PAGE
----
What are cultural practices of conservation and what do they look like?

Cultural Practices of Conservation generally refer to various traditional and customary practices within a culture that especially relate to the conservation of natural resources. These practices shape biodiversity and landscapes, maintain a vibrant mosaic of ecosystems and sustain local livelihoods. These dynamic living traditions are increasingly threatened by changing environmental, economic and social realities, such as the exodus of young people from rural areas, severe and prolonged drought, and low monetary rewards from traditional agriculture.

Through a community-based approach, we have identified, studied and documented over 30 different practices in the communities we work with in the High Atlas. Let’s introduce you to a few…

Tawala n anrar © Pommelien da Silva Cosme and Inanc Tekguc.

Tawala n anrar, translated as “Threshing in turns”, is the management system for threshing (a practice to separate the grain or seeds from hay in cereals and or other crops). Once the cereal is harvested and dried on rooftops, members of the community collaborate for the threshing of each other’s grain production. This activity requires a number of donkeys and mules, each contributed by the participating households.

Astour is an Amazigh word that refers to the practice of building small circular or square enclosures with stones (or branches) to protect fruit trees in home gardens. This practice provides shade for vegetation and increases soil humidity. Astour is also used to protect ash (Fraxinus dimorpha), juniper (Juniperus sp) or oak (Quercus ilex) saplings in grazed areas to promote reforestation.

Astour © Pommelien da Silva Cosme and Inanc Tekguc.

Tiwizi © Pommelien da Silva Cosme and Inanc Tekguc.

As in many other agropastoral and indigenous societies, tiwizi is an important practice of solidarity and cooperation for the implementation of tasks that require significant effort and time. Amongst others, key tasks carried out by tiwizi are agricultural activities such as harvesting and threshing, and the cleaning of irrigation canals. However, this traditional non-monetary exchange system is increasingly monetised, and is one example of the commodification of cultural practices.

Toummite is a traditional desert prepared with barley either using flour made from ripe and dried cereal (called simply toummite) or fresh and unripe grains (toummite n azenbou). The grain is washed, dried, grounded and mixed with aromatic plants. This mixture of aromatic plants can include combinations of timija (Mentha suaveolens subsp. timija), lqezbour (Coriandrum sativum), azoukni (Thymus saturejoides), lhelba (Trigonella foenum-graecum), azuka (Tetraclinis articulata), izouran (a set of species used often medicinally), jnjlan (Sesamum indicum), fleyou (Mentha pulegium), and others. It’s delicious!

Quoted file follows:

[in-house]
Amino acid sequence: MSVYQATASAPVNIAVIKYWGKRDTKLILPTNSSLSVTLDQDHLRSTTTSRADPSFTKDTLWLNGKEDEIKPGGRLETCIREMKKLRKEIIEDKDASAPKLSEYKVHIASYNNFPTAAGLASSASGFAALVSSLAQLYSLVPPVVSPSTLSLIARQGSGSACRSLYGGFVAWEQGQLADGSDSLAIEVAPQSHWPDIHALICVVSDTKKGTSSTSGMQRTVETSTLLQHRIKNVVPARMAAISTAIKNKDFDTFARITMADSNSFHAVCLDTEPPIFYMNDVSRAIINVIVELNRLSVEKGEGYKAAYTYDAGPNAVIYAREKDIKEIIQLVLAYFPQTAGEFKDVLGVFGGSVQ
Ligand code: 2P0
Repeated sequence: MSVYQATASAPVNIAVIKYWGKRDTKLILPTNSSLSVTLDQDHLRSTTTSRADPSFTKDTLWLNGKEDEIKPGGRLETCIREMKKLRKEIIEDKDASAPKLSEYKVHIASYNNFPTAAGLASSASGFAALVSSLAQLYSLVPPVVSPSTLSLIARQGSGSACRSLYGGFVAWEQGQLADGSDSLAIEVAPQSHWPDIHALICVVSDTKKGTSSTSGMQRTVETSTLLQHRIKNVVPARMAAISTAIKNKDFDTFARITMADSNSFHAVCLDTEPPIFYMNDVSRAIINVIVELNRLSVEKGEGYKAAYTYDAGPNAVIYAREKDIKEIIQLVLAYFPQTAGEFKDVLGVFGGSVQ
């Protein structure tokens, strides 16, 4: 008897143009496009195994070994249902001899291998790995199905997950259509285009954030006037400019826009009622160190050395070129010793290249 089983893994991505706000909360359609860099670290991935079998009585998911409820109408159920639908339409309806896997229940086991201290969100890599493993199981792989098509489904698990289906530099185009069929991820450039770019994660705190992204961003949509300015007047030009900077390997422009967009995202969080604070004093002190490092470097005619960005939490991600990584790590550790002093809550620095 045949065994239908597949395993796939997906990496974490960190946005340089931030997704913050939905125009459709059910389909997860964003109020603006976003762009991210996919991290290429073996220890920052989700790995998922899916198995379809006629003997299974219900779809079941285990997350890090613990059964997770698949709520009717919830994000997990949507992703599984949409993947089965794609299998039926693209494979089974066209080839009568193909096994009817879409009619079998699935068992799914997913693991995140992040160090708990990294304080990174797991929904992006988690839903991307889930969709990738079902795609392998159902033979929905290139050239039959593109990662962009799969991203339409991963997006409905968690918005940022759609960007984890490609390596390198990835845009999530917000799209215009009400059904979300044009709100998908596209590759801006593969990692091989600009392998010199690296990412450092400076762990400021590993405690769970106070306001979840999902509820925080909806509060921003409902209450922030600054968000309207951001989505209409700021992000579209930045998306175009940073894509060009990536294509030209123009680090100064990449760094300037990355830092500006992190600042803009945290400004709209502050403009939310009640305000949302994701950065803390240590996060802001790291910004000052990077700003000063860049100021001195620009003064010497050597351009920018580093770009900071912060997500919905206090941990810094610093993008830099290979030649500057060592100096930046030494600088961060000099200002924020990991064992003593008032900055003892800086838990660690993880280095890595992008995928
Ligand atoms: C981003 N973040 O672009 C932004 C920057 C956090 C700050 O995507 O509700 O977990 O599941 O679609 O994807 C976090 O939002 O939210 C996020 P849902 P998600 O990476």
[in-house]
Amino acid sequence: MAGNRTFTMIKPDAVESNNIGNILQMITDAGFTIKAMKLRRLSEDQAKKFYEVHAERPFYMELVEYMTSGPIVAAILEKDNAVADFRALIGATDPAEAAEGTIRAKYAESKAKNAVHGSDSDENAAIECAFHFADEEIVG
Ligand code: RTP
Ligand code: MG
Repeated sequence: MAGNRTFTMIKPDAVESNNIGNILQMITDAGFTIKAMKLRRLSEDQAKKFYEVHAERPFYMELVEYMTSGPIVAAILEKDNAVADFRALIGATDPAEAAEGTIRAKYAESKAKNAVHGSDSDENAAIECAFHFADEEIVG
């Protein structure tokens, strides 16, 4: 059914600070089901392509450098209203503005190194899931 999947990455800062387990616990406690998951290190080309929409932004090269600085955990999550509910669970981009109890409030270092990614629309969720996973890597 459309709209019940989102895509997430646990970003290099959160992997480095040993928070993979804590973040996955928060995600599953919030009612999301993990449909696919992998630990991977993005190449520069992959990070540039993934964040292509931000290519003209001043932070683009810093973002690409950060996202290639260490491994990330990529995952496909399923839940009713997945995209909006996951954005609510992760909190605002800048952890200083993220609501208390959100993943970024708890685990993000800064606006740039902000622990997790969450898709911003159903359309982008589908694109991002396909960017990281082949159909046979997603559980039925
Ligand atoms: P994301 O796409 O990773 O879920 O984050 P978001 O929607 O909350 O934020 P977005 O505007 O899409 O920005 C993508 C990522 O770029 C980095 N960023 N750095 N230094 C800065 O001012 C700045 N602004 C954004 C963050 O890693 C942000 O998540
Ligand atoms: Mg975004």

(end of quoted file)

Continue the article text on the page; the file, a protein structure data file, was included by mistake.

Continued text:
Toummite © Pommelien da Silva Cosme and Inanc Tekguc.

L aêzib © Pommelien da Silva Cosme and Inanc Tekguc.

When driving through the High Atlas you may notice earth structures or houses that are weaved in the mountainous landscapes. These structures are called L aêzib and during grazing periods, herders keep their livestock here at night. During winter, the herds often stay close to the village at the valley bottoms, where temperatures are warmer. L aêzib that are located at higher altitudes may be snowed in during winter, and so these structures are mostly used during summer.


At each location, the herd (mostly goats and sheep) sleep in a specific building that consists of a roofed area (igourar) and an open patio (asguen). Access to summer grazing areas is regulated by customary law and the shepherds of big herds are always men, but both men and women participate in managing the livestock. 

Ighrem refers to a stone and mud building constructed in places that are difficult to access, as a measure of protection. Ighrems consist of several rooms and are located close to water sources (aghbalou) necessary to construct the building and irrigate the fields around it. They are used throughout the year to store agricultural production and harvest, mainly alfalfa, cereals, pulses as well as nut and fruit trees. Each family has a room inside the ighrem, which is ascribed randomly.

Ighrem © Pommelien da Silva Cosme and Inanc Tekguc.

Aderass © Pommelien da Silva Cosme and Inanc Tekguc.

Aderass (also known as Idersane) are stone walls, build to protect the land and increase agricultural production. They are used to delimit irrigated fields and home gardens, while keeping these areas free from rocks. Aderass can be built with larger rocks below and smaller above during agricultural cycles (seasonally/yearly). They are built individually or with support of tiwizi (see above) when located far from the house.

Azzwui refers to the practice of harvesting fruits, for which people need to climb the trees such as almond, walnut and olive trees).            It requires a lot of physical strength and people practicing azzwui use long sticks to reach the fruit and make it fall to the ground. The time for azzwui is coordinated by the douar (village) or community if fields are shared, to ensure the order in which the fruit harvest proceeds.

Azzwui © Pommelien da Silva Cosme and Inanc Tekguc.

Each landowner has a specific date for their harvest. The olive harvest (as shown above) proceeds in two ways: fruits that have naturally fallen to the ground are constantly harvested and those left on the tree are harvested through azzwui in January.